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Discussion Starter · #1 · (Edited)
How many of you have run into a snake or two while hiking or camping in the wilderness? It never fails that when I’m on or off the trail I usually run into one. I have me a corn snake I ate in the picture attached but I was curious as to how many others eat the snakes they find. Even if I am carrying some camp grub I intend to make I will save it for another day if I find a good size snake. There hasn’t been a snake I didn’t like and I have had plenty of snakes however I was also wondering if someone knows a great way of cooking them on a fire other than hanging em.
 

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My father collected reptiles while I was growing up. I ate Diamondback Rattler once, fryed, and Timber Rattler once, boiled. Both were delicious!

If you look at a lobster it doesn't look very good to eat, does it? Kind of like a big roach or something. Snakes are the same way, they taste great and have a lot of meat on them, since they are mostly muscle.

I haven't eat'n one I found in the wild because they are too small up here in NH to bother cleaning. As for the best cooking method, I liked the one fryed in butter the best.
 

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...As for the best cooking method, I liked the one fryed in butter the best.
But the best field-expedient method :thumb: (e.g., no pan or butter/oil) is to belly-cut the skin, shuck it, gut it, rinse it, wrap it around a green stick, and grill that sucker over the hottest coals of a good fire (for radiant high heat). It can also be cut into long pieces and boiled, I'm told...




 

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what is the bone content like? I always imagine it to be as bony as a small crappie. At one point in my fish eating history, I decided to eat bony fish is to chew really hard for a longer time and eat the bones. It is better than dissecting my meal or spitting 50 bones before swallowing. To tedious. Of coarse, that's just for the small fish. For bigger fish, well, I just eat them the normal way.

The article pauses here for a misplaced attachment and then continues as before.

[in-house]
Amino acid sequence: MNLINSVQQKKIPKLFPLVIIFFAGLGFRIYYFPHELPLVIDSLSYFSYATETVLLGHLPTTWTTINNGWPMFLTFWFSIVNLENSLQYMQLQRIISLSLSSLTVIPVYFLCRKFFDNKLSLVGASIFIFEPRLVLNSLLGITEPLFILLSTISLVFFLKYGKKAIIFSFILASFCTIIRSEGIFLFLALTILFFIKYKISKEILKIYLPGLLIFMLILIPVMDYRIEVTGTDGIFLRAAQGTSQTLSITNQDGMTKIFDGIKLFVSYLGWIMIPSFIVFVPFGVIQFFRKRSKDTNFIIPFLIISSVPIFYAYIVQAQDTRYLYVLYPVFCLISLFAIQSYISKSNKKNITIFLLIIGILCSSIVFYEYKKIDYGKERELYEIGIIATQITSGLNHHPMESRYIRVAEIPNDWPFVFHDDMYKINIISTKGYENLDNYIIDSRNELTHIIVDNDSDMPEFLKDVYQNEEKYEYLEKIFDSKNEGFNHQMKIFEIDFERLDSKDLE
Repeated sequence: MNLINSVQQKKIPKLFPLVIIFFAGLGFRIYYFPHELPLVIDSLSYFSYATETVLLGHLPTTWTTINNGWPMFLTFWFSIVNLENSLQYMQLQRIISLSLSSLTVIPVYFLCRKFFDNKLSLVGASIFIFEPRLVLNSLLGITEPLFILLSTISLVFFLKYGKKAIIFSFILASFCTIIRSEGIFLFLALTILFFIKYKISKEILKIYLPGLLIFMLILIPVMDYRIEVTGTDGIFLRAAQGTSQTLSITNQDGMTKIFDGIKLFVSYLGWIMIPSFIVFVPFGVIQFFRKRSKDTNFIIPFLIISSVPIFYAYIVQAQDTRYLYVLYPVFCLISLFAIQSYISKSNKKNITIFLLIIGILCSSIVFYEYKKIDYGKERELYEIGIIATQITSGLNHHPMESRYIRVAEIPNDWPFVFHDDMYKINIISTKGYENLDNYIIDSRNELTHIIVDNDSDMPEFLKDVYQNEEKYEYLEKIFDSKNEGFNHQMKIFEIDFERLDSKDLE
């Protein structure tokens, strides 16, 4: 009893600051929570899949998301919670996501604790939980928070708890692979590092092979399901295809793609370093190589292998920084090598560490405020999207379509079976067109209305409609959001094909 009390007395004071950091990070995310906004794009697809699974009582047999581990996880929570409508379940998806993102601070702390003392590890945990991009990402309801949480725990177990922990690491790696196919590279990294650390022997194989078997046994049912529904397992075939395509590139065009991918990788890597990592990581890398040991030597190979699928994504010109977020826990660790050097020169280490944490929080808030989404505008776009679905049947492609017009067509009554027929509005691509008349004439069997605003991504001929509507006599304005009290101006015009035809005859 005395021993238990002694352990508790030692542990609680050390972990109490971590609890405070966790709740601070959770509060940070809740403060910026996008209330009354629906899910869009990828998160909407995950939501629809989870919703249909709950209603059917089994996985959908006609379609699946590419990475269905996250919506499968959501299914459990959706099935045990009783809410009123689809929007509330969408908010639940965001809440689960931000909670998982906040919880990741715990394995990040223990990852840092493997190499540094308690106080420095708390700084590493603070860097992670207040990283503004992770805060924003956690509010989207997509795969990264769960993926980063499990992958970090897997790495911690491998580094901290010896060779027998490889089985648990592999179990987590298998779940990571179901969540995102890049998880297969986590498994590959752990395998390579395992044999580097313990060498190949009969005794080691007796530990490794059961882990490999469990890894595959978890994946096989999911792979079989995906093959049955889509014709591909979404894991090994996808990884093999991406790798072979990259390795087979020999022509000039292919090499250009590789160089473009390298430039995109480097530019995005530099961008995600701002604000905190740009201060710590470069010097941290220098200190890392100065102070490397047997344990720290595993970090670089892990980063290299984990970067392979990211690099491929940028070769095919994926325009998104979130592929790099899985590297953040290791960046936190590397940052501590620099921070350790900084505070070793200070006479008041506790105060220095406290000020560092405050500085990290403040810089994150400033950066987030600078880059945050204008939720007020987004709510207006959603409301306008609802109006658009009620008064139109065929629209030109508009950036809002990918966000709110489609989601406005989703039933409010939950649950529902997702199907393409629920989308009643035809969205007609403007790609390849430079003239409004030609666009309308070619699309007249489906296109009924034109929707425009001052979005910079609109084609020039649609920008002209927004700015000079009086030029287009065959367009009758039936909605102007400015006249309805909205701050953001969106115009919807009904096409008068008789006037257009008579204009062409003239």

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I wouldn't hesitate to eat one, I think frying it would be the way to go, cutting it into little steaks. I know this sounds like a joke, but I understand they really do taste like chicken.
 

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what is the bone content like? I always imagine it to be as bony as a small crappie...
Better than most pan-sized freshwater fish (e.g., perch). For most North American species you'd come across, generally being too small for you to make any attempt at filleting, the ribs of the snake's skeleton are surprisingly well anchored to its backbone and will usually stay anchored to the spine as you eat the meat... :thumb:
 

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Ive eaten Timber Rattlesnake many times.

When I was a kid, you could go hiking and if you knew what you were doing, you'd come back with three or more of Rattlesnakes, weighing as much as 60 pounds. A lot of the Timber Rattlesnakes back then were simply HUGE. Six feet long and 20 pounds (at least) was pretty much par for the course.

Nowadays they are just as numerous, but the average size is around four feet long, at least where I go. I saw one fall out of a tree a few years ago and I thought he looked 10 feet long coming down that tree but I'm sure he wasn't that big....lol At any rate I didn't go check to find out.

I know where a den is, and an enterprising person could feed a family of four for a LONG LONG time just hunting that den...sitting on a rock and popping everything that came out in the morning to sun itself...